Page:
If you are considering buying a mountain bike, you’ve probably realized that quality mountain bikes come with a premium price. Fortunately, if you purchase brand new, your bike will have a warranty.
While having this warranty may give you a sense of comfort, certain mistakes can void your warranty without you realizing it. I’m not talking about crashing your mtb off a big jump or it falling off your rack while driving (check your car insurance for that one). No, these are the ways we void our warranties, sometimes without even riding the bike itself.
Upgrading and improving your mountain bike is one of the best things about owning an mtb. Certain upgrades can make a bike feel brand new. Other upgrades, such as painting your frame, can completely void the manufacturer’s warranty.
Despite how good at sanding, buffing, and painting you are, the vast majority of mountain bike frame manufacturers frown upon repainting frames. Even taking it to a professional painter will likely result in a voided warranty. In fact, paint issues can be something that is covered under warranty, but the manufacturer will want to take care of it themselves.
If you just want a new colorway, it will come at the cost of your warranty. It always helps to check with the manufacturer. You may get lucky. There are some professional painters that mountain bike companies work with. If your frame is painted by one of these companies, your warranty will stand. It will likely be a hit to your wallet and time.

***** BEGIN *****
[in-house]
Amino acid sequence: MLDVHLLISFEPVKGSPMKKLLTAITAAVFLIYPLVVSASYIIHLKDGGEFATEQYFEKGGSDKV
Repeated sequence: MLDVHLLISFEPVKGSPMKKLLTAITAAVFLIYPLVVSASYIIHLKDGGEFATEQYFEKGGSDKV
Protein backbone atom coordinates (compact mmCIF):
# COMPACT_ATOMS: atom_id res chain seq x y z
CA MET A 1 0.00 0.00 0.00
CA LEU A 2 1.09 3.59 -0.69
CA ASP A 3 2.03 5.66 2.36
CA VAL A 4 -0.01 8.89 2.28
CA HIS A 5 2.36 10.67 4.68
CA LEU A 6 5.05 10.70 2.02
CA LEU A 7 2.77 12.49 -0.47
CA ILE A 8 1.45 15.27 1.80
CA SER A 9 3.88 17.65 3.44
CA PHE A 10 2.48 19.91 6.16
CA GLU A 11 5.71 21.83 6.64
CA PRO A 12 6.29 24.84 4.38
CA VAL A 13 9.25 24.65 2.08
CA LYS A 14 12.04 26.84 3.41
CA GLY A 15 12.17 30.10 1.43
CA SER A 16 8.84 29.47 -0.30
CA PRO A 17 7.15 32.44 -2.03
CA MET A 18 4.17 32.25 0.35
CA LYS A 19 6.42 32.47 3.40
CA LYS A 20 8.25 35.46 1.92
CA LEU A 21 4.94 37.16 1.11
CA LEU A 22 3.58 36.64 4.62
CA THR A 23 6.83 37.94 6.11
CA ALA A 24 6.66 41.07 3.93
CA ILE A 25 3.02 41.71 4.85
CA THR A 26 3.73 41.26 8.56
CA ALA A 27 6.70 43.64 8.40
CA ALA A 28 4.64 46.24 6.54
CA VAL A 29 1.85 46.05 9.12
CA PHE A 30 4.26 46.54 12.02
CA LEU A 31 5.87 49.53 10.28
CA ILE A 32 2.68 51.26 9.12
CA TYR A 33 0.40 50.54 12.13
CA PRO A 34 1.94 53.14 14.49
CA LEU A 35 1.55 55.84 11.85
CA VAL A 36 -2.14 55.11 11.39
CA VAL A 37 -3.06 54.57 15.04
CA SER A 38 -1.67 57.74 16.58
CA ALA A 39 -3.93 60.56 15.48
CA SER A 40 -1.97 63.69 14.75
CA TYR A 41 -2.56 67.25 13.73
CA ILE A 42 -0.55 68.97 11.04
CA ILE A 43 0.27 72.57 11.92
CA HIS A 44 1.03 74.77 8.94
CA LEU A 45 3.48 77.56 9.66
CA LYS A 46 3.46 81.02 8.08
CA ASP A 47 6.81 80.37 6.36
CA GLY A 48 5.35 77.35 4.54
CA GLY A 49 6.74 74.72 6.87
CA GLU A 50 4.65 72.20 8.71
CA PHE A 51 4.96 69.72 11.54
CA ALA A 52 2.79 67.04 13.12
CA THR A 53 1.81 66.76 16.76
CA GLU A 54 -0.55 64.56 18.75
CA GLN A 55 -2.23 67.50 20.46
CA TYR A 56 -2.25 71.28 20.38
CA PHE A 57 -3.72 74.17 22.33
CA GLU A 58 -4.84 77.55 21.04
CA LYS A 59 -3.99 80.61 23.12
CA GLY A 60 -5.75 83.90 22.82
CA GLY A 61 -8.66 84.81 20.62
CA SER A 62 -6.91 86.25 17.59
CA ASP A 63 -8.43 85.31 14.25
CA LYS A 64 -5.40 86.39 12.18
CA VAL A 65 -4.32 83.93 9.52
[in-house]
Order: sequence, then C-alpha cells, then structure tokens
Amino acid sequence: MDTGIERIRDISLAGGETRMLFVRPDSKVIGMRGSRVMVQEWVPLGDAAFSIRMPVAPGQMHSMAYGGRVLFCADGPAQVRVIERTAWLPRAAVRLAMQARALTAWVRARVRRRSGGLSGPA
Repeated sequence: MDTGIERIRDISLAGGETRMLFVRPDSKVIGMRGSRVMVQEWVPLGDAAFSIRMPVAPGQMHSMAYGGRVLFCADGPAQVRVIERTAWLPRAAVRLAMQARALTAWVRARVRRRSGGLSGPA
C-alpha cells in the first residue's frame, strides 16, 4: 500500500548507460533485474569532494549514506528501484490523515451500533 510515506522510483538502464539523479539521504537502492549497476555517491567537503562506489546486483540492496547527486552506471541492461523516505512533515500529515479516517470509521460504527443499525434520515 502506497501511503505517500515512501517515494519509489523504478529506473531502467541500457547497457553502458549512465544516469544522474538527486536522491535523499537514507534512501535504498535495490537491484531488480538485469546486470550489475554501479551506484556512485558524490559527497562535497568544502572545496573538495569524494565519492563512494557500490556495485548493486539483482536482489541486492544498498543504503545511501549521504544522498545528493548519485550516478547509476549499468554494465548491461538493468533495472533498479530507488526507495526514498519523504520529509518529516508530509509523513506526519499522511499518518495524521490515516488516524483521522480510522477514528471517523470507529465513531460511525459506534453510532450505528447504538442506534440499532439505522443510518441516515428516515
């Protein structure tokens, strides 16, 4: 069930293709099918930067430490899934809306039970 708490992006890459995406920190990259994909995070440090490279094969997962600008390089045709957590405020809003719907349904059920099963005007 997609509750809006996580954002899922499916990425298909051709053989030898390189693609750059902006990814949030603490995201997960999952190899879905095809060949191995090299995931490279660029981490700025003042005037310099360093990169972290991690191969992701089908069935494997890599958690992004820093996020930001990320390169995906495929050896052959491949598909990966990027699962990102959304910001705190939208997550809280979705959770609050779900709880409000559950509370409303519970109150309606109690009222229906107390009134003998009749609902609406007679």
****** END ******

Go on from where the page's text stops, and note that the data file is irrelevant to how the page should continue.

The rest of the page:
Upon purchasing a mountain bike, our next purchase is usually a bike rack. Bike racks come in all different shapes and sizes with some mounting on top of a vehicle, on the trunk or hatch, or hitch. Tailgate pads have become popular for pickup trucks.
What we often don’t expect is the style of the rack—usually how the bike is secured to the rack—can damage your bike. The mtb manufacturer certainly doesn’t consider this a “manufacturer defect” which means it will not be covered under warranty.
Bike racks that secure the mountain bike by clamping directly to the frame can cause damage. Mountain bikes bounce around a bit during transport. If your bike rack clamps on the frame, usually the top tube, your bike rack may crack your frame on the next particularly bumpy fire road.
Your best bet for these types of racks, usually hitch racks, is to buy a rack that secures the bike by clamping down on the wheels. You may spend a little extra money, but you’ll save in the long run.
A mountain bike without a water bottle cage can be a bummer. Bike companies have realized that and have begun building more frames with water bottle cages in the front triangle. If the frame is full suspension, this can mean squeezing a bottle cage next to a rear shock. The result is usually a tight fit.
Companies have found a way to make it work, but it can result in very minimal clearance between the frame and the bottle. If the bottle is too close to the frame, the natural movement of the bottle while riding down the trail can cause your water bottle to contact the frame. Over time, this can wear off the paint or even bore a hole into the frame’s material.
Make sure there is a good amount of space between your water bottle and the frame. If there isn’t, don’t chance it. Get a good hydration pack and carry your water instead.
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